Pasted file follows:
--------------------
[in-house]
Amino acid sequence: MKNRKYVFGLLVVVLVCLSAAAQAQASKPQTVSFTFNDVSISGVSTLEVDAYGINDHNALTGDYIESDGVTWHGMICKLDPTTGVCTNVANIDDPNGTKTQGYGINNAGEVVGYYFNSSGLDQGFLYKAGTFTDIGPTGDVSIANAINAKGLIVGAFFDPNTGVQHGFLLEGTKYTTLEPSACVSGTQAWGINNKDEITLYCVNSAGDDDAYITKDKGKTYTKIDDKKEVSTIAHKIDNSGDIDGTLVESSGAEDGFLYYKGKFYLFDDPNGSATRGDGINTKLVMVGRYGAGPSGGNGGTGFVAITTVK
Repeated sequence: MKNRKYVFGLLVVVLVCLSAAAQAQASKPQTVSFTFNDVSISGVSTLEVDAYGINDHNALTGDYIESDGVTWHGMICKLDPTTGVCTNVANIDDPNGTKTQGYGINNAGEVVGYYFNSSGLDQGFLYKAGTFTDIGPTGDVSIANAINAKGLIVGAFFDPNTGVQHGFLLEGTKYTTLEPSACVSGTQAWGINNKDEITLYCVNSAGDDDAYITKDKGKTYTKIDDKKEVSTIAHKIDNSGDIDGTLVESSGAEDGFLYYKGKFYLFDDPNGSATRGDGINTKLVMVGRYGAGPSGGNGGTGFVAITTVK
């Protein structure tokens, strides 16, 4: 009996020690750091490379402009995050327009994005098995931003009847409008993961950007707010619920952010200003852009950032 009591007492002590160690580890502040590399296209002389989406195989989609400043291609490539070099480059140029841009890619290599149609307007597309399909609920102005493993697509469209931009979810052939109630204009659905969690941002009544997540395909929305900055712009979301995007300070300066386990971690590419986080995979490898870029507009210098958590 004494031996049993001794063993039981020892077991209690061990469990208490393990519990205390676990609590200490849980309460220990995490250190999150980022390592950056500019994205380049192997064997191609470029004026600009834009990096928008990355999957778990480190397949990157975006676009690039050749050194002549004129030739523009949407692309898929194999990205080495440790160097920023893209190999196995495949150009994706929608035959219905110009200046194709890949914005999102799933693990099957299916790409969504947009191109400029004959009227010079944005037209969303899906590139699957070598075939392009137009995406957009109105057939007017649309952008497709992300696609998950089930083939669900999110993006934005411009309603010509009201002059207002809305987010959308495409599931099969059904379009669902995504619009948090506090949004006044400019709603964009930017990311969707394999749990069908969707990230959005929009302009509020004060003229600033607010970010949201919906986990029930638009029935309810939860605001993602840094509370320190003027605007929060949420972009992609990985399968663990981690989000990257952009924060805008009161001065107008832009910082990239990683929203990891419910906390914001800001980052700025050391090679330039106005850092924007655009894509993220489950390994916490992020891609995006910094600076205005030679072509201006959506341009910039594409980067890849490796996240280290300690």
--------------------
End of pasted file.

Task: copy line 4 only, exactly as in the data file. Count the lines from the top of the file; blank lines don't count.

């Protein structure tokens, strides 16, 4: 009996020690750091490379402009995050327009994005098995931003009847409008993961950007707010619920952010200003852009950032 009591007492002590160690580890502040590399296209002389989406195989989609400043291609490539070099480059140029841009890619290599149609307007597309399909609920102005493993697509469209931009979810052939109630204009659905969690941002009544997540395909929305900055712009979301995007300070300066386990971690590419986080995979490898870029507009210098958590 004494031996049993001794063993039981020892077991209690061990469990208490393990519990205390676990609590200490849980309460220990995490250190999150980022390592950056500019994205380049192997064997191609470029004026600009834009990096928008990355999957778990480190397949990157975006676009690039050749050194002549004129030739523009949407692309898929194999990205080495440790160097920023893209190999196995495949150009994706929608035959219905110009200046194709890949914005999102799933693990099957299916790409969504947009191109400029004959009227010079944005037209969303899906590139699957070598075939392009137009995406957009109105057939007017649309952008497709992300696609998950089930083939669900999110993006934005411009309603010509009201002059207002809305987010959308495409599931099969059904379009669902995504619009948090506090949004006044400019709603964009930017990311969707394999749990069908969707990230959005929009302009509020004060003229600033607010970010949201919906986990029930638009029935309810939860605001993602840094509370320190003027605007929060949420972009992609990985399968663990981690989000990257952009924060805008009161001065107008832009910082990239990683929203990891419910906390914001800001980052700025050391090679330039106005850092924007655009894509993220489950390994916490992020891609995006910094600076205005030679072509201006959506341009910039594409980067890849490796996240280290300690």